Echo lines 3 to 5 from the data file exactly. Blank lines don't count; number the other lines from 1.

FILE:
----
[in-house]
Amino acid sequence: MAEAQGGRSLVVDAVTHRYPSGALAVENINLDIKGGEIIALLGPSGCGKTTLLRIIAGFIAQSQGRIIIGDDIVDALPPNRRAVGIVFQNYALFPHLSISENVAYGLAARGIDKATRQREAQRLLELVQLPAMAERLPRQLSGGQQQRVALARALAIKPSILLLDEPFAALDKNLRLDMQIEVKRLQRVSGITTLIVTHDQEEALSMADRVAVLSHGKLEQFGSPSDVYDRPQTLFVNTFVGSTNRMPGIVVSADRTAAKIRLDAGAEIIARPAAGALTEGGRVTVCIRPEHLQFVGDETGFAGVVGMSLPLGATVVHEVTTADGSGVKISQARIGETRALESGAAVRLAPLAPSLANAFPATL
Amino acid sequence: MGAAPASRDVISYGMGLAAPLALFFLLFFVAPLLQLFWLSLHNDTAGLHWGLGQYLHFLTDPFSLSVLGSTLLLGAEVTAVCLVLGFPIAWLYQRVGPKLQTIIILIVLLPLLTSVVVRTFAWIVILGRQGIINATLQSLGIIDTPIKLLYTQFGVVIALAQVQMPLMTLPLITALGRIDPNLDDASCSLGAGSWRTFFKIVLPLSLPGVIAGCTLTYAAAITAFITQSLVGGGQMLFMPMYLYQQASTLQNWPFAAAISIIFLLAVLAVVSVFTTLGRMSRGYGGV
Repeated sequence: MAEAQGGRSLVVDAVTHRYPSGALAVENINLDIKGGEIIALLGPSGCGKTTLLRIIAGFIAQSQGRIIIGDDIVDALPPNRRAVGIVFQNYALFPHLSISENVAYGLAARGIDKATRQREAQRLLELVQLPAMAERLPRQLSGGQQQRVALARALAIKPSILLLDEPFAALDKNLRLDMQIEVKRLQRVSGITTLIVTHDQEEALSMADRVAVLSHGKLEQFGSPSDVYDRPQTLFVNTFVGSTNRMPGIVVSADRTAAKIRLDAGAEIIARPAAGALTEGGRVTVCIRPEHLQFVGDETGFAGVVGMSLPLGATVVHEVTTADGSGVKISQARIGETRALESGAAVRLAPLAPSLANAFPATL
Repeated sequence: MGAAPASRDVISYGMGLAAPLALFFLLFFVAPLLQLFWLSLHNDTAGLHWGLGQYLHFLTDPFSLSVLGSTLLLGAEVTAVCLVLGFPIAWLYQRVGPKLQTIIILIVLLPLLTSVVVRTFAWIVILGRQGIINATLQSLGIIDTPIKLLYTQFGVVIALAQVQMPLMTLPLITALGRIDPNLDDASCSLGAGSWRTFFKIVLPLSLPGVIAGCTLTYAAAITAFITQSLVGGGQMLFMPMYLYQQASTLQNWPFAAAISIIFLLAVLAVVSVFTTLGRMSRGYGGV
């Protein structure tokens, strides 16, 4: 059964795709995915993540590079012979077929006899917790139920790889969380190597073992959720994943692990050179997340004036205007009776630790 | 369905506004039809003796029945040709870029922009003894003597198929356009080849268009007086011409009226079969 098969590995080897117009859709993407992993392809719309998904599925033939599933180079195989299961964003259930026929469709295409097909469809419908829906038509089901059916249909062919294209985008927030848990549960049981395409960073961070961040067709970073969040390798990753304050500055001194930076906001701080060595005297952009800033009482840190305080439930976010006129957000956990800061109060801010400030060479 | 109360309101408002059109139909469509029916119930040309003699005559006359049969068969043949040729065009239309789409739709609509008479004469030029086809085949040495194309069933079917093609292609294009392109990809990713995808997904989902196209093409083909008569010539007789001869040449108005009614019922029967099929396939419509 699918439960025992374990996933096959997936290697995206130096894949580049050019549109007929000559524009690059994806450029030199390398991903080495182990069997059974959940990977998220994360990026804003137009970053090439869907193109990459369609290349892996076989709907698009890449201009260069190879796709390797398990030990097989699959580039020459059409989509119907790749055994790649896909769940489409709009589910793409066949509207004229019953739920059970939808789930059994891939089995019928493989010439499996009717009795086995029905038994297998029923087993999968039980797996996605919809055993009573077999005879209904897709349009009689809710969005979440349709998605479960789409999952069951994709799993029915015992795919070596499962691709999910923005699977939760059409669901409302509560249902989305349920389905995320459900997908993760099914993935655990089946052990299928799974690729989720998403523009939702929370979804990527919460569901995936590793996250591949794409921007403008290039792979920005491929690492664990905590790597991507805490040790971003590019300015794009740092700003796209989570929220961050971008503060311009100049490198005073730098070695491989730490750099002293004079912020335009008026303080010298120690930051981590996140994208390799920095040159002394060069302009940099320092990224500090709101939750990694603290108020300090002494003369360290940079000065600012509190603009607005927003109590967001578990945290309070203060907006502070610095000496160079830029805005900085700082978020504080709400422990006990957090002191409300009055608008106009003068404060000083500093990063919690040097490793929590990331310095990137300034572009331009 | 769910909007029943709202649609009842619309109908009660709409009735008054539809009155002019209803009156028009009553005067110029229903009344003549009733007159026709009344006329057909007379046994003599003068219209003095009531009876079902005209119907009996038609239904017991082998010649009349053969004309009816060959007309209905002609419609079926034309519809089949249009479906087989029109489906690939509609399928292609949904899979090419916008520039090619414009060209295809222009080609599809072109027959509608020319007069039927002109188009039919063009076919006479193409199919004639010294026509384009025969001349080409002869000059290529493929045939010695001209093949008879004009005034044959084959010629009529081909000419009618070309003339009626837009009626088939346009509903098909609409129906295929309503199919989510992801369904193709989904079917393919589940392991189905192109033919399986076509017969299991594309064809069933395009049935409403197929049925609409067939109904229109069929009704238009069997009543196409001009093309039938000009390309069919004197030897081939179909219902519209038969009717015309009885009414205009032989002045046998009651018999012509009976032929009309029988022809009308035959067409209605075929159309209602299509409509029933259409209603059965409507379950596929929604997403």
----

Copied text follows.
Amino acid sequence: MGAAPASRDVISYGMGLAAPLALFFLLFFVAPLLQLFWLSLHNDTAGLHWGLGQYLHFLTDPFSLSVLGSTLLLGAEVTAVCLVLGFPIAWLYQRVGPKLQTIIILIVLLPLLTSVVVRTFAWIVILGRQGIINATLQSLGIIDTPIKLLYTQFGVVIALAQVQMPLMTLPLITALGRIDPNLDDASCSLGAGSWRTFFKIVLPLSLPGVIAGCTLTYAAAITAFITQSLVGGGQMLFMPMYLYQQASTLQNWPFAAAISIIFLLAVLAVVSVFTTLGRMSRGYGGV
Repeated sequence: MAEAQGGRSLVVDAVTHRYPSGALAVENINLDIKGGEIIALLGPSGCGKTTLLRIIAGFIAQSQGRIIIGDDIVDALPPNRRAVGIVFQNYALFPHLSISENVAYGLAARGIDKATRQREAQRLLELVQLPAMAERLPRQLSGGQQQRVALARALAIKPSILLLDEPFAALDKNLRLDMQIEVKRLQRVSGITTLIVTHDQEEALSMADRVAVLSHGKLEQFGSPSDVYDRPQTLFVNTFVGSTNRMPGIVVSADRTAAKIRLDAGAEIIARPAAGALTEGGRVTVCIRPEHLQFVGDETGFAGVVGMSLPLGATVVHEVTTADGSGVKISQARIGETRALESGAAVRLAPLAPSLANAFPATL
Repeated sequence: MGAAPASRDVISYGMGLAAPLALFFLLFFVAPLLQLFWLSLHNDTAGLHWGLGQYLHFLTDPFSLSVLGSTLLLGAEVTAVCLVLGFPIAWLYQRVGPKLQTIIILIVLLPLLTSVVVRTFAWIVILGRQGIINATLQSLGIIDTPIKLLYTQFGVVIALAQVQMPLMTLPLITALGRIDPNLDDASCSLGAGSWRTFFKIVLPLSLPGVIAGCTLTYAAAITAFITQSLVGGGQMLFMPMYLYQQASTLQNWPFAAAISIIFLLAVLAVVSVFTTLGRMSRGYGGV